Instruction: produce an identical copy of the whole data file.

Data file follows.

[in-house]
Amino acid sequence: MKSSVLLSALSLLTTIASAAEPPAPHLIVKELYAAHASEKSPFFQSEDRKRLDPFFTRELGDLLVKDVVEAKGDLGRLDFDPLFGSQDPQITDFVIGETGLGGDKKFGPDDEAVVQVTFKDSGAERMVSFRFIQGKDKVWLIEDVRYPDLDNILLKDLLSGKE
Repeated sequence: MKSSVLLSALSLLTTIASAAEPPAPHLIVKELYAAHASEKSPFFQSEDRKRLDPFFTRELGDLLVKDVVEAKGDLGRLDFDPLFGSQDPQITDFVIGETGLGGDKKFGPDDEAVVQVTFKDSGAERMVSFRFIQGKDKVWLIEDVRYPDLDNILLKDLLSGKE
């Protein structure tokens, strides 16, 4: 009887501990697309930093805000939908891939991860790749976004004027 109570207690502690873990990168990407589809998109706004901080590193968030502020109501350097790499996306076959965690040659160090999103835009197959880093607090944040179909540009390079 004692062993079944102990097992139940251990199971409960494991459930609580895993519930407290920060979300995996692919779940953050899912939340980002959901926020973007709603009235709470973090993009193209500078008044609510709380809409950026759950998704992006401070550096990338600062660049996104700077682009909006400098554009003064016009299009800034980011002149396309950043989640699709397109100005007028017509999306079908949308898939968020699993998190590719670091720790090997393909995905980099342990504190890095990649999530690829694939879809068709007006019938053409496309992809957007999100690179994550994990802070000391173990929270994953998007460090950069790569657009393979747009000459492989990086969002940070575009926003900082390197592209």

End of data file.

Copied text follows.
[in-house]
Amino acid sequence: MKSSVLLSALSLLTTIASAAEPPAPHLIVKELYAAHASEKSPFFQSEDRKRLDPFFTRELGDLLVKDVVEAKGDLGRLDFDPLFGSQDPQITDFVIGETGLGGDKKFGPDDEAVVQVTFKDSGAERMVSFRFIQGKDKVWLIEDVRYPDLDNILLKDLLSGKE
Repeated sequence: MKSSVLLSALSLLTTIASAAEPPAPHLIVKELYAAHASEKSPFFQSEDRKRLDPFFTRELGDLLVKDVVEAKGDLGRLDFDPLFGSQDPQITDFVIGETGLGGDKKFGPDDEAVVQVTFKDSGAERMVSFRFIQGKDKVWLIEDVRYPDLDNILLKDLLSGKE
């Protein structure tokens, strides 16, 4: 009887501990697309930093805000939908891939991860790749976004004027 109570207690502690873990990168990407589809998109706004901080590193968030502020109501350097790499996306076959965690040659160090999103835009197959880093607090944040179909540009390079 004692062993079944102990097992139940251990199971409960494991459930609580895993519930407290920060979300995996692919779940953050899912939340980002959901926020973007709603009235709470973090993009193209500078008044609510709380809409950026759950998704992006401070550096990338600062660049996104700077682009909006400098554009003064016009299009800034980011002149396309950043989640699709397109100005007028017509999306079908949308898939968020699993998190590719670091720790090997393909995905980099342990504190890095990649999530690829694939879809068709007006019938053409496309992809957007999100690179994550994990802070000391173990929270994953998007460090950069790569657009393979747009000459492989990086969002940070575009926003900082390197592209």